With such a professional communication campaign, the fact that the soy industry can no longer overtly market soy protein as equivalent to other proteins, such as eggs and dairy, and better than other plant-based proteins, which is the positioning the industry has used for 20 years, is unlikely to make much difference in the short-term.

In fact the positioning of soy has evolved over recent years.

“With so much information and misinformation out there, soy ingredient suppliers and marketers are shying away from specific health-based platforms in favour of plant-based protein content and overall health and wellness,” an industry executive told NNB, adding: “Soy itself is no longer the destination. In the 90s, there was a rush to put soy on everything, but smart companies are no long selling their products on the idea of soy alone.”

Now the driver messages include:

  • protein, especially “vegetarian protein”
  • wellness
  • senior health
  • healthy ageing
  • low glycemic
  • gluten free

Meanwhile companies marketing branded consumer foods that contain soy have in most cases started to emphasise nutrition and convenience, but steer away from emphasis on soy itself, said Sarah Day LaVesque, an analyst for Soyatech.

“Companies need to think of soy as a functional ingredient for products like energy bars. People know it is a source of protein, but they don’t realise they are consuming soy.”

2. TELLING A STRONG STORY

While dairy producers often shy away from bold marketing statements, boldness has served the soy companies well. 

For example, young adults and particularly younger women (20-35) are seen as a key market. They have grown up with the idea of healthy eating and for many young women in particular the idea of plant-based protein sources is appealing. This group is in particular motivated by messages about the environment and sustainability.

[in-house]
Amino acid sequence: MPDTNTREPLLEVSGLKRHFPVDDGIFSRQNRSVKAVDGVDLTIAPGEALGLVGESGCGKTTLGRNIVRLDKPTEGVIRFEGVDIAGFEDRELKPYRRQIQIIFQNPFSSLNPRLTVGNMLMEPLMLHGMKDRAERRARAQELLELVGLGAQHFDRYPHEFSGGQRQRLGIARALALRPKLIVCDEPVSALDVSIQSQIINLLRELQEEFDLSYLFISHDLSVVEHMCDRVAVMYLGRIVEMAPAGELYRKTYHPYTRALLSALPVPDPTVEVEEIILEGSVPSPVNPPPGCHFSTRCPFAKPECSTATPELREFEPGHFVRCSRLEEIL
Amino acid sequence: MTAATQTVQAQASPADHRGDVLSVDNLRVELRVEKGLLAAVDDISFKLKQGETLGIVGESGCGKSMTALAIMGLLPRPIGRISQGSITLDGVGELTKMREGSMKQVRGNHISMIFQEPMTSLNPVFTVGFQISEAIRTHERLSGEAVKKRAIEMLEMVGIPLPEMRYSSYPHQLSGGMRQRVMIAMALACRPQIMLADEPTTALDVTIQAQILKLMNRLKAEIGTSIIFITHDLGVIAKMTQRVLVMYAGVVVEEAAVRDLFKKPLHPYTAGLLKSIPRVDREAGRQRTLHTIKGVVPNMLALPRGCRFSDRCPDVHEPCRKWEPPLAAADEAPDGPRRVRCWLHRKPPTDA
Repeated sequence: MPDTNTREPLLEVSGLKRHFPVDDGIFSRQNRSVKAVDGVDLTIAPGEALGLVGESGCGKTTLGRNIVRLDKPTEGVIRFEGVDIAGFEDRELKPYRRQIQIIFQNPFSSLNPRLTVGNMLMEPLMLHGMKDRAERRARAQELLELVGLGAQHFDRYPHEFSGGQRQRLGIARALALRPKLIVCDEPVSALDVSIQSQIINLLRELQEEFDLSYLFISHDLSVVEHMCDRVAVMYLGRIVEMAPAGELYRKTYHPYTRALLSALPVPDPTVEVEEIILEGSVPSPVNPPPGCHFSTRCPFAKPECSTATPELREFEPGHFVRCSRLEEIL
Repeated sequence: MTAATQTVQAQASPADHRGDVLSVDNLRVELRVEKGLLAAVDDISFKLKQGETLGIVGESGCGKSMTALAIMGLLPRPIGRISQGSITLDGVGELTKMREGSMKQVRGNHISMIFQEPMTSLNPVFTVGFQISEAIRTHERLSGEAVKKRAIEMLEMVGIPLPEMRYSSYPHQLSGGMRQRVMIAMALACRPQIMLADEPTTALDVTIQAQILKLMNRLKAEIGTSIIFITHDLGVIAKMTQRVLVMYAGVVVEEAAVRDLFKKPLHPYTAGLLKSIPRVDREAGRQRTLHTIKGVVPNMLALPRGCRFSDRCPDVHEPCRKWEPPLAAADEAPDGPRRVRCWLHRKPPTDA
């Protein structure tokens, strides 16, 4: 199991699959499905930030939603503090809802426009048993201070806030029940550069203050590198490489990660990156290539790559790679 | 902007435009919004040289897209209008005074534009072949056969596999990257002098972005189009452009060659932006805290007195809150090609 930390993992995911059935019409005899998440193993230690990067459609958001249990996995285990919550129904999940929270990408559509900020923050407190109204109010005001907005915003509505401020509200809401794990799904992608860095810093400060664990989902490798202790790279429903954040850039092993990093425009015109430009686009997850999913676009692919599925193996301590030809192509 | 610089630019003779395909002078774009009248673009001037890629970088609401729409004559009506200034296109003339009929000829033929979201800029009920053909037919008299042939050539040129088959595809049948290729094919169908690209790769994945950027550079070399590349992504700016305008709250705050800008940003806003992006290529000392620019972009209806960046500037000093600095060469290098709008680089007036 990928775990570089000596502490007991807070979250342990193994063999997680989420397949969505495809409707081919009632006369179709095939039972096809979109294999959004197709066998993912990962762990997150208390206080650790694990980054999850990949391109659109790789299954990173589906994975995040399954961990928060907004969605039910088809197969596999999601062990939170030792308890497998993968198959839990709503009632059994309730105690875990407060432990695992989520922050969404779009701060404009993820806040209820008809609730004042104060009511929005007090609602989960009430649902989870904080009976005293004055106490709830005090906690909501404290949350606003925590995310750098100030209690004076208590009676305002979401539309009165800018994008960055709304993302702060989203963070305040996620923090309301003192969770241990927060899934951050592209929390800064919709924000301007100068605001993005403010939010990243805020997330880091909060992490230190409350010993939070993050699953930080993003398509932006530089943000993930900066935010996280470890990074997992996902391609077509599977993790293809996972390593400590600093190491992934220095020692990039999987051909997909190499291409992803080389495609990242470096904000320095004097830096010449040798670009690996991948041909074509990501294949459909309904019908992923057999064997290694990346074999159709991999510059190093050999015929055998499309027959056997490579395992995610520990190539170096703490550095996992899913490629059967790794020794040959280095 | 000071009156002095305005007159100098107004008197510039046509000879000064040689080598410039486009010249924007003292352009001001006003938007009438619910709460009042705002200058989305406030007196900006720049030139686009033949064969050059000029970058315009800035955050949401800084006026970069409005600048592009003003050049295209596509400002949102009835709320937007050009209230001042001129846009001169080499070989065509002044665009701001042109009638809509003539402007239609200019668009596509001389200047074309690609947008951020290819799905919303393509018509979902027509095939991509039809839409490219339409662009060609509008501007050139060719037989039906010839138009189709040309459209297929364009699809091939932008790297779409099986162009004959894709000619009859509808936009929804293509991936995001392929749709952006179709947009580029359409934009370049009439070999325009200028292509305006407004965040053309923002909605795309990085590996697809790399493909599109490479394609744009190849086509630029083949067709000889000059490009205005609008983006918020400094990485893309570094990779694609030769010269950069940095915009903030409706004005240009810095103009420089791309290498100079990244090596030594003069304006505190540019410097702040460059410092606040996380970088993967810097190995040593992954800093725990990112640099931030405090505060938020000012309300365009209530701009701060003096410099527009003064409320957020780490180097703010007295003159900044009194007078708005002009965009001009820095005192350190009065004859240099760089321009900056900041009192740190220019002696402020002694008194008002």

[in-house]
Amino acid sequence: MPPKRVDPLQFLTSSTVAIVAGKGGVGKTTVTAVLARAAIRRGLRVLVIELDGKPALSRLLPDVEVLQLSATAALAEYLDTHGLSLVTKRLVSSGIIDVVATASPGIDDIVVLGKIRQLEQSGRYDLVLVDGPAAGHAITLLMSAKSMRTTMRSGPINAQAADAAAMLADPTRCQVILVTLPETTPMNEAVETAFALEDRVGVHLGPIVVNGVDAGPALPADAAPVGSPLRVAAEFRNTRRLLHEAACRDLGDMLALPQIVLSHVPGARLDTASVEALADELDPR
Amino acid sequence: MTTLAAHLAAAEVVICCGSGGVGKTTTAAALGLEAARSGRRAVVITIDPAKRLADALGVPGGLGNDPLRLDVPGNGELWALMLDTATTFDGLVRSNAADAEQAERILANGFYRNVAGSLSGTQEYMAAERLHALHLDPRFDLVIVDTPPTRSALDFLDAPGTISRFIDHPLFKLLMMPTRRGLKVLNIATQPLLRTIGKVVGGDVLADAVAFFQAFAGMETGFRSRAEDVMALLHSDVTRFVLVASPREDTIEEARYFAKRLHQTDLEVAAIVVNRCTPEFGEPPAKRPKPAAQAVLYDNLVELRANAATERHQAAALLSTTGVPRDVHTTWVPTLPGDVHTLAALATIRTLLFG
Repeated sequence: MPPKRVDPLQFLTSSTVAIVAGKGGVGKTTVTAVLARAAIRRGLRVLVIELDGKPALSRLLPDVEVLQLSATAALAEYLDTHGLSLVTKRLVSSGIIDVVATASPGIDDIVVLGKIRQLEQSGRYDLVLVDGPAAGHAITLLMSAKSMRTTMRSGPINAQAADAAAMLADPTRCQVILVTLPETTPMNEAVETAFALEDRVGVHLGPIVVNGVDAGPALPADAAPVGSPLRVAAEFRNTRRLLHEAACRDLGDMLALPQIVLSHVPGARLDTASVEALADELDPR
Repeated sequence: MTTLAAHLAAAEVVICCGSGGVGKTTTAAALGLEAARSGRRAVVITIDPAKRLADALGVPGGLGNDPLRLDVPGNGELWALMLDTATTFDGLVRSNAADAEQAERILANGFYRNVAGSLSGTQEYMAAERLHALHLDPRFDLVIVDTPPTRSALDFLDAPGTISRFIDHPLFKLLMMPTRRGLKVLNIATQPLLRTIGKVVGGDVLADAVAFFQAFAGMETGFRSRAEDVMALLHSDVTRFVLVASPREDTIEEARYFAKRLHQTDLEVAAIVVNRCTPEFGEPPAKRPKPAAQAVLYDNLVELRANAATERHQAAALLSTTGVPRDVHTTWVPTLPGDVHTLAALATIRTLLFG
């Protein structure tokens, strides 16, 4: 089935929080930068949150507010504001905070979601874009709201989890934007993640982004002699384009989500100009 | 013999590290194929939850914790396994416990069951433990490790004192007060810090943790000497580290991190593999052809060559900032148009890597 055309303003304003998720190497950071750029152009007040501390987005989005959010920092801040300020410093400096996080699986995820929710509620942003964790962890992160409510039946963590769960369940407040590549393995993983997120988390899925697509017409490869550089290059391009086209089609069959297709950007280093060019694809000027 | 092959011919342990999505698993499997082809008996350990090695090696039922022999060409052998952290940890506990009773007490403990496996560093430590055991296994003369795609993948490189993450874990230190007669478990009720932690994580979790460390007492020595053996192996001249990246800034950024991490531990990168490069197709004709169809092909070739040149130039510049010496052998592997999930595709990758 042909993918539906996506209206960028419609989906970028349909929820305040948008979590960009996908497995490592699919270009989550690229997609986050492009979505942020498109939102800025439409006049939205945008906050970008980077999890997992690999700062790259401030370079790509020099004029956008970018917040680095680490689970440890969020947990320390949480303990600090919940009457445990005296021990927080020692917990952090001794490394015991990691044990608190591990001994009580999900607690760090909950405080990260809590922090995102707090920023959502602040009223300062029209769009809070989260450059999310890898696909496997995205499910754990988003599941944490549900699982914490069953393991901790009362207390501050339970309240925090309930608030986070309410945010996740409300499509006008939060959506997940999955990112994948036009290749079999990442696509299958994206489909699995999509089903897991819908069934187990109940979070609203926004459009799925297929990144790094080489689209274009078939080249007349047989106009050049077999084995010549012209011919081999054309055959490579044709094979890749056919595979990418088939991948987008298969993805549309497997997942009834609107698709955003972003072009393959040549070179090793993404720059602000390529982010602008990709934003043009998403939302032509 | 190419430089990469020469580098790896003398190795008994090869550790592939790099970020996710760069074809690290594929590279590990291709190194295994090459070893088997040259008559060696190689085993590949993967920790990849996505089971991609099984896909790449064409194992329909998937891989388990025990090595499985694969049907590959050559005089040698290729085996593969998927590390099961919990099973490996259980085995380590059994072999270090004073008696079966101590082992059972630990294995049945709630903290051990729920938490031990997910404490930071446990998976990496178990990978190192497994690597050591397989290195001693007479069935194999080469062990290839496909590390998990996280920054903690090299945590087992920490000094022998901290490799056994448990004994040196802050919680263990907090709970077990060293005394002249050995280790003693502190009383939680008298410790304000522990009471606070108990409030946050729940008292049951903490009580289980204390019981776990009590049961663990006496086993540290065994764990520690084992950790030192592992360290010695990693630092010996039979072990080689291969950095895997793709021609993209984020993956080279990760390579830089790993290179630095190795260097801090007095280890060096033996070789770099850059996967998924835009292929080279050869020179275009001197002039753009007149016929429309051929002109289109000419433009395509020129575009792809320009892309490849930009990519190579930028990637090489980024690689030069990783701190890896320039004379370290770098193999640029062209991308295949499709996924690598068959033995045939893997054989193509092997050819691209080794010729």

“Particularly younger consumers are interested in diversifying their protein intake, while eating something that uses resources efficiently and effectively. Soy is a wonderful sustainable protein and when you eat it you get 100% of the soy protein, versus if it is fed to another animal. So it represents eating further down on the food chain,” according to Nancy Chapman.

The soy industry is forthright about establishing itself as having superior environmental credentials to other sources of soy, using easy-to-understand graphics and PR to drive the message home.

Another example of bold communication is an emphasis in the last one to two years on communicating the value of soy for children, with an emphasis on the benefits of consuming soy in childhood to promote growth and bone health as well as the key nutrients kids need.

The Soyfoods Council has used short web-based videos in which nutrition experts talk about the importance of soy consumption among girls, referencing research that suggests that: “The plant estrogens in soy can prevent breast cancer later in life if consumed by girls in childhood and adolescence”.

In the US the industry has also lobbied with some success for more soy foods in school meals. 

Every industry encounters negatives from time-to-time – in fact there seems to be a sizeable section of the media dedicated to finding things to criticise about the food supply. Soy is no exception – but the soy industry’s communicators tackle criticism head-on.

One example was a media controversy over the use of hexane in soy processing. The chemical has been used for 70 years to extract the vegetable oil from the plant seed. It is an affordable and efficient way of fat separation with no evidence of risk to human health at safe limits of consumption.

The use of hexane was reported in “shock-horror” terms by some media outlets. The soy industry’s response was to boldly lay out the facts and refute the errors.

This stands in sharp contrast to the dairy protein producers. In 2012, for example, the BBC ran in the UK and in its global news service several reports questioning the need for increased protein in the diet and the “safety” of consuming high levels of dairy proteins. The science to refute these stories existed, but the dairy industry remained mute and so the stories stand – leaving the door open to more negative media reports in the future.